Domestic abuse is any incident of threatening behaviour, violence or abuse (psychological, physical, sexual, financial or emotional) between people who are, or have been, intimate partners or family members, regardless of gender.
All forms of abuse come from the abuser’s desire for power or control. Domestic abuse is never the fault of the survivor. Abuse can be real or threatened. It can happen occasionally or regularly.
- One women in four and one in six men will experience domestic abuse at some stage in their lives.
- On average a woman surviving domestic abuse will be assaulted 35 times before reporting it to the police.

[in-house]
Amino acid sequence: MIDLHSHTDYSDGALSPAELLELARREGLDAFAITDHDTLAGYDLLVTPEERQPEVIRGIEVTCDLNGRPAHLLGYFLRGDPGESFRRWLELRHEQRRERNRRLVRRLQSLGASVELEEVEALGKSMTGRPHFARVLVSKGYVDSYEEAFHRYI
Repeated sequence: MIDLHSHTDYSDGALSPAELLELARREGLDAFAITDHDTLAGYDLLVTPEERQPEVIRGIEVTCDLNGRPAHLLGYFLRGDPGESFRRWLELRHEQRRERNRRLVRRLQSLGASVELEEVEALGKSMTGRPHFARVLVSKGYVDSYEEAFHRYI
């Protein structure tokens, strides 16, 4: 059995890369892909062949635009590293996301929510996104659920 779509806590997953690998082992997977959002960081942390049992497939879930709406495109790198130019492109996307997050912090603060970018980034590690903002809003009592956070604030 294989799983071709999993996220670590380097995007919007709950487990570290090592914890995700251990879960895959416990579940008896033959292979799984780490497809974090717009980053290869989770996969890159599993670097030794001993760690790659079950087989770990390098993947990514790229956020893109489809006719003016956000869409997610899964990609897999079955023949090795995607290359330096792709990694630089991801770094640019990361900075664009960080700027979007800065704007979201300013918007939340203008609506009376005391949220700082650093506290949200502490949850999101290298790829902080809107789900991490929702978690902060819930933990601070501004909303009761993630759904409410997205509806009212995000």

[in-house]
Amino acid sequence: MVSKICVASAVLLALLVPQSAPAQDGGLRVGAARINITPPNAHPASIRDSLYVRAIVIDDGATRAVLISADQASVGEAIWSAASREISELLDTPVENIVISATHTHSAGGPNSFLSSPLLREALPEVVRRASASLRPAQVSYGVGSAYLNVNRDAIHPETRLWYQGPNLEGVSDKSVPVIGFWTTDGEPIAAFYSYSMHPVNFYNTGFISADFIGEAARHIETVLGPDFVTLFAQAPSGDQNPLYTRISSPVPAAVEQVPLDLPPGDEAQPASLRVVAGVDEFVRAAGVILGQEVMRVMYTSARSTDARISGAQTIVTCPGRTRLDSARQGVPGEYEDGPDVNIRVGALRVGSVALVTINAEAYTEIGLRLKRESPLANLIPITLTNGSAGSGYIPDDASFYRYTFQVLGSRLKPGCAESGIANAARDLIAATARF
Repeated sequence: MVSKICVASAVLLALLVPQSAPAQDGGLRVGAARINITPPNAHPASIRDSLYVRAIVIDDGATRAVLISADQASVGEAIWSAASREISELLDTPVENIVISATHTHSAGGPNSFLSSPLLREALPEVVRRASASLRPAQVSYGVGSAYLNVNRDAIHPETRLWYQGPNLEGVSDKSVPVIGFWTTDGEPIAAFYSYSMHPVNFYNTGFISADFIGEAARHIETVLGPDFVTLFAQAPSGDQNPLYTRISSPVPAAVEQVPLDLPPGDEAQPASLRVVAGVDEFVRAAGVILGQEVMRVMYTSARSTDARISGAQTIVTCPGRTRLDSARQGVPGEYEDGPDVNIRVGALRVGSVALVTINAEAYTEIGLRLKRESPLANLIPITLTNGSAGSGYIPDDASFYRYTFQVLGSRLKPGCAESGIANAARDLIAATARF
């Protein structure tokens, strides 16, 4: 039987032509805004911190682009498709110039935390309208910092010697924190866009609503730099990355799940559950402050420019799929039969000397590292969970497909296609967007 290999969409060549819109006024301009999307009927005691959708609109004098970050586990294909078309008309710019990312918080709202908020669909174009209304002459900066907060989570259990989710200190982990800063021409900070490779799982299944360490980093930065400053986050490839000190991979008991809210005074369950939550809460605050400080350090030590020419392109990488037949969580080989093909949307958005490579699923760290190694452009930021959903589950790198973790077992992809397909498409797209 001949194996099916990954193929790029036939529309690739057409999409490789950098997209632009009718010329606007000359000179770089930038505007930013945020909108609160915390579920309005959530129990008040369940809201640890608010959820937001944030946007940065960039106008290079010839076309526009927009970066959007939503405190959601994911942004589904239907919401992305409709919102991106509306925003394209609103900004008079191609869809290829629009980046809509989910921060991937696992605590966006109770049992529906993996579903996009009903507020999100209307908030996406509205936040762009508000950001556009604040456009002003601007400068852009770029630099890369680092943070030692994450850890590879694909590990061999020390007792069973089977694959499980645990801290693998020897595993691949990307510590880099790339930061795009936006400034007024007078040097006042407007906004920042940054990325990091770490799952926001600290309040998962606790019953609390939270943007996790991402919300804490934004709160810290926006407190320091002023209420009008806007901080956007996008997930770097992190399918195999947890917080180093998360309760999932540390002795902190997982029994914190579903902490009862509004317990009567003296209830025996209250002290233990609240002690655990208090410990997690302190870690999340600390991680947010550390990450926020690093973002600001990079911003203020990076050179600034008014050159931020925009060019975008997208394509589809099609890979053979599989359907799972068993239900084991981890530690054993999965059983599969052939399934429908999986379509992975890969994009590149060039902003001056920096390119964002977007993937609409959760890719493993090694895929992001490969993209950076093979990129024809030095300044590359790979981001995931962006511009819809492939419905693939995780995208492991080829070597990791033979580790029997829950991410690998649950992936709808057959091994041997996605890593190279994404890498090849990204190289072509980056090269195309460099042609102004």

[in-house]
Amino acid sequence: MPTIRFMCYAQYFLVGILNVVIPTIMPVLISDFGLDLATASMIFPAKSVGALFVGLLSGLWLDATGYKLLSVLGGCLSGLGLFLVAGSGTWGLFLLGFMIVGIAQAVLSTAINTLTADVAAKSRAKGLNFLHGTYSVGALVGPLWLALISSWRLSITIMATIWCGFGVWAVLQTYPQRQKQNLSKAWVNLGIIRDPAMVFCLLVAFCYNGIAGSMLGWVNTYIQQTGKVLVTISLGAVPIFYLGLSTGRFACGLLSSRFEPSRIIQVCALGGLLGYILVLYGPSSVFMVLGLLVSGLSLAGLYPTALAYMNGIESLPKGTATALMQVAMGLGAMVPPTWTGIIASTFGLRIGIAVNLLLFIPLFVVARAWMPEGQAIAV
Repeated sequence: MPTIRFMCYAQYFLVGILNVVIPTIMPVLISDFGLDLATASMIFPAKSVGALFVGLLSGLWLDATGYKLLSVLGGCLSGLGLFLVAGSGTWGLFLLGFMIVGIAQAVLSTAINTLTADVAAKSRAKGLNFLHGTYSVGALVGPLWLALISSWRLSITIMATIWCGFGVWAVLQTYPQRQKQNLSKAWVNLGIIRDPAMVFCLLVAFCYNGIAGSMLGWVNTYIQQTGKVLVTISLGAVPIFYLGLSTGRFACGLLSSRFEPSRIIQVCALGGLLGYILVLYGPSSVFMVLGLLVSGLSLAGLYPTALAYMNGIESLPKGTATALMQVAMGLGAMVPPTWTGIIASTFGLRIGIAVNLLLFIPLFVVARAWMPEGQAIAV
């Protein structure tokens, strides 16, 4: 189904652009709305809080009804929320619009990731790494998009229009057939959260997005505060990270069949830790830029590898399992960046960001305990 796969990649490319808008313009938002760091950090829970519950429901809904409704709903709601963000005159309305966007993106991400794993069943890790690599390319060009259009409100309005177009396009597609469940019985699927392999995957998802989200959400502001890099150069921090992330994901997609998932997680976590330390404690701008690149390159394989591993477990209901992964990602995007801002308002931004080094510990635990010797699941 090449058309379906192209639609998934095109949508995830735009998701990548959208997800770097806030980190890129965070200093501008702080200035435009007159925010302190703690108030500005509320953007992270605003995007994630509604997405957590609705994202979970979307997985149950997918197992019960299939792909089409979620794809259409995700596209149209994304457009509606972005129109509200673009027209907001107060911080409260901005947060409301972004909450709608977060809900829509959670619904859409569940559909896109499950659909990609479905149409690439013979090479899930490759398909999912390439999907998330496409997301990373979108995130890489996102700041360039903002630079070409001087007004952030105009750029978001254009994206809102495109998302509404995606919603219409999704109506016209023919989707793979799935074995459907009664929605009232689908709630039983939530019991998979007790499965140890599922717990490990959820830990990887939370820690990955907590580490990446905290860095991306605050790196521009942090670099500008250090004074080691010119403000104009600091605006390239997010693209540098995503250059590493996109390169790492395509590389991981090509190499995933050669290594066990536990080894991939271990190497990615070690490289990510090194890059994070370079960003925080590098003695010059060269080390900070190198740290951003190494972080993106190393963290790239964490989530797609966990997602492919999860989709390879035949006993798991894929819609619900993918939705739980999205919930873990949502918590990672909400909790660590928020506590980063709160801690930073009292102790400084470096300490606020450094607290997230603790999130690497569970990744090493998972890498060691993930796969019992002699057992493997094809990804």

- Every minute, the police receive a call for assistance for domestic abuse – but less than 35% of abuse is reported to the police.
- Violence against women by known men constitutes one quarter of all assaults recorded by the police.
- Domestic abuse is rarely a one-off incident – it tends to be a regular pattern that builds up over time.
- Domestic abuse survivors typically contact between 7 and 12 agencies before receiving the right service; increasing to between 12 and 15 for survivors from a black and minority ethnic background.
- One in four violent crimes involves people in family or personal relationships.